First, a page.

The three most recent popes “have identified a deep inter-relatedness between humanity and the rest of creation, including the dependence of the people’s flourishing upon the health and integrity of the Earth.
“The Vatican has repeatedly bemoaned the loss of healthy, just and sustainable relations amongst peoples and between humanity and the rest of the Earth community. It notes that the distorted values and attitudes that have caused this loss of deep connectivity have also contributed to the advance of human-induced climate change,” said Hrynkow. “The point that they try to make is that it’s a breakdown in relationships. But it is a repairable breakdown, at least for now.”
Hrynkow described how youth at St. Thomas More College are responding to the issue, leading the way in introducing the idea of students, college groups and STM College taking the St. Francis Pledge to reduce carbon emissions and environmental damage. “We became the first Canadian educational institution to take the pledge,” he reported.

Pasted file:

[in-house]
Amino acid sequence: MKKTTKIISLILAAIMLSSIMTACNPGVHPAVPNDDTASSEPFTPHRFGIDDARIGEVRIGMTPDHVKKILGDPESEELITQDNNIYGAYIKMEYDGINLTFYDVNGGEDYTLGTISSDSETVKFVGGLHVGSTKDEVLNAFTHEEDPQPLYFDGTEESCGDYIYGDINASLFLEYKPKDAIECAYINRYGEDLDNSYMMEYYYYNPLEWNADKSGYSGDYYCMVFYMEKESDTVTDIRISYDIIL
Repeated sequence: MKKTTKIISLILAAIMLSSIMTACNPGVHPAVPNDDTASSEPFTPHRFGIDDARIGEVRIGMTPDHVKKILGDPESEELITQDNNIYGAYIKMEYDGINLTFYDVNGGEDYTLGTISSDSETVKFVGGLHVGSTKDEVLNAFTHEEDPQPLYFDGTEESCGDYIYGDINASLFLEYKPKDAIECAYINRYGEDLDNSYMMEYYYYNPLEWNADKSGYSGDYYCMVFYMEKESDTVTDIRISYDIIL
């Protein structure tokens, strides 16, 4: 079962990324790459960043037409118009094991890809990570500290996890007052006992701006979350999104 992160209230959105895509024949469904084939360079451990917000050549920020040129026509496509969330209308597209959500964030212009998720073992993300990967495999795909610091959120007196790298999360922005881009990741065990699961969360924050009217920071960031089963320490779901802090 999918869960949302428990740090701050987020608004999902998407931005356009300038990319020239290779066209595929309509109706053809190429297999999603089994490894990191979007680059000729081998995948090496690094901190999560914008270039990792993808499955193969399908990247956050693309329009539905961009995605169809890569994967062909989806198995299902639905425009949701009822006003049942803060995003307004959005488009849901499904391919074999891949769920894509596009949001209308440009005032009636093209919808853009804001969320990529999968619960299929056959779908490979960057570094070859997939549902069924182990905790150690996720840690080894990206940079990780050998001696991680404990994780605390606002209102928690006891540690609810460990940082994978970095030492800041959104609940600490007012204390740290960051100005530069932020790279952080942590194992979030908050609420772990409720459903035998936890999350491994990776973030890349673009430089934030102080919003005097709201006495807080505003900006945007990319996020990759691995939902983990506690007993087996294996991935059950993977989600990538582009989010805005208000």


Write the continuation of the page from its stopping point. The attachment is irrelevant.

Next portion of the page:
An STM student, Erica Lee, one of the founders of the Idle No More movement, has also initiated a proposal to expand the college’s socially responsible investment practices to also include practices that are ecologically responsible, and to extend investment exclusions (such as alcohol, tobacco and armaments) to include the nuclear and oil exclusions, he reported.
Youth are engaged in discussions about eco-justice with a good deal of interest and passion, Hrynkow noted. “If you can keep social justice and ecological health coupled, you’re going to be able to appeal to this generation . . . (and) separating them is increasingly false.”
Hrynkow predicted that the upcoming encyclical on the environment from Pope Francis will likely make the connection between poverty and destruction of the environment.
The evening concluded with comments from the Justice Tour 2015 leaders, and a question and answer session.